More folks back behind the wheel Original

SIOUX FALLS, S.D. (KELO) — South Dakotans are on the road again but not yet to the extent they were prior to the coronavirus pandemic.

But why does anyone care how much South Dakotans are driving?

“Tracking traffic data during COVID-19 allows public health officials to make better predictions of infection rates in specific regions of the state,” said Kurt Cogswell, a data science professor at South Dakota State University in Brookings. Cogswell works with data and teaches students the science of data including applying it to life situations such as a pandemic.

“(Traffic data)  also allows those officials to gain a better understanding of the impact of traffic flow on the spread of the disease between regions, which can lead to better COVID-19 public policy decisions in the future,” Cosgwell said.

The state has been sharing traffic data from March on as part of illustrating COVID-19’s impact in the state. The city of Sioux Falls has also been monitoring traffic counts at five major intersections in the city as part of the city’s response and planning on the coronavirus pandemic.

Traffic counts from 38 sites in the state handled by the South Dakota Department of Transportation show that traffic is still down through May 19 but up over April and March.

Traffic is still 26% lower than normal patterns on state highways for April but that’s 10% higher than April’s 36% decrease. Traffic was down 32% on rural interstates but that was an 8% gain over last month’s 40%.

The pace picked up even more on rural non interstate roads and urban roads. The percentage on rural non interstate roads was a 20% decline compared to 32% in April. Urban roads had a 23% decline compared to a 34% decline in April.

On April 27, Gov. Kristi Noem said she would be announcing a get back to normal plan for the state on the following Tuesday. Traffic index numbers in Sioux Falls have been at .71 or above since April 28 except on May 1.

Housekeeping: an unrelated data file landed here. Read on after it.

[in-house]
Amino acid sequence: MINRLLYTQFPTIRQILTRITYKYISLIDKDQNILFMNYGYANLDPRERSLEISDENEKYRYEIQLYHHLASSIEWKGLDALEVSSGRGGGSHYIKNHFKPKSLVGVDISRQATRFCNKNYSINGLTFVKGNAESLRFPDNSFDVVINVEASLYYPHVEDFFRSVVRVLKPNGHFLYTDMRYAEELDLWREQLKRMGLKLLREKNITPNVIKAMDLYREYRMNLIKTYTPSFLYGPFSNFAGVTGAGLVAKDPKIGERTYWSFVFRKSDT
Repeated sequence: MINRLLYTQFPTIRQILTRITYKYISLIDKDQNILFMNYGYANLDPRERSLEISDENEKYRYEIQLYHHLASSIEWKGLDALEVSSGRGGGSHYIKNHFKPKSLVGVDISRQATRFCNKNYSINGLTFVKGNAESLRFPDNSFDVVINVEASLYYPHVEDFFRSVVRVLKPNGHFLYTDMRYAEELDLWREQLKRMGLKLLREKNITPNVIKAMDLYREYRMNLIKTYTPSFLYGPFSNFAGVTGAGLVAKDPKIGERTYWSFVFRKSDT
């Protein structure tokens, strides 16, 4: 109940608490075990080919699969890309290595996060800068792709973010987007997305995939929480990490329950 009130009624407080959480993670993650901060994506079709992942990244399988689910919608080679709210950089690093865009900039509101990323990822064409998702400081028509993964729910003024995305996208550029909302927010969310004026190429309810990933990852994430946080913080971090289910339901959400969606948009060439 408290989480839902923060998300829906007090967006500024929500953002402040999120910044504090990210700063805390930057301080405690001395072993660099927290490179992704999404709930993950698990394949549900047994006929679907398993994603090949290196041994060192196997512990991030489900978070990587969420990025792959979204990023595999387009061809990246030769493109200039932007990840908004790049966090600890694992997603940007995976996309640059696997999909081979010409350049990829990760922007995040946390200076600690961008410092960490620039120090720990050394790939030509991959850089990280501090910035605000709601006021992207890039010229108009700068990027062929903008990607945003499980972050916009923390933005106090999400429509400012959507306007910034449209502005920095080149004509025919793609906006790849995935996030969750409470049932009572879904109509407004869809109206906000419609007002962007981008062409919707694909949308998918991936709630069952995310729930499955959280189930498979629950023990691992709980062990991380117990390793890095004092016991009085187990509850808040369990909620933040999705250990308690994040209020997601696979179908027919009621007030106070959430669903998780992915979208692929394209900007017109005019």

Cogswell said loosening COVID-19 restrictions is one reason for the traffic increase but another is the time of year.

“… just the normal increase of recreational and other traffic that accompanies the arrival of summer and the end of the school year,” Cogswell said.

The city of Sioux Falls is also experiencing “traffic rise across the board,” said Heath Hoftiezer, the principal traffic engineer for the city.

Before the pandemic fully hit the city in mid-March traffic index numbers were .94 or above every day from March 3 through March 13 except on March 8 when it was .86.

The traffic index is way to measure the number of vehicles that pass through the five monitored intersections.

The city is monitoring traffic during the coronavirus pandemic at these intersections: 26th Street and Lorraine Drive, Madison Street and Western Avenue, 41st Street and Louise Avenue, 18th Street and Minnesota Avenue, and 26th Street and Sycamore Avenue. City officials have said those intersections are good representatives of traffic patterns in Sioux Falls.

The gold line is traffic index numbers from 2019 and the blue line is traffic index numbers from 2020 at five major intersections in Sioux Falls. City of Sioux Falls graphic.

Traffic has steadily picked up at those intersections since May 1 when the city council started the process of loosening COVID-19 restrictions city. The most recent action was the first approval phase of a repealing the no mingling ordinance on May 26.

From May 11 through May 26 the traffic index has been .74 or above every day except one when it was .65 on May 17.

From May 1 through May 10, the traffic index day has been .70 or above except one day, .60, on May 3.

The traffic index was above 90 (.93) on May 23 for the first time since March 13 when it was 1.05.

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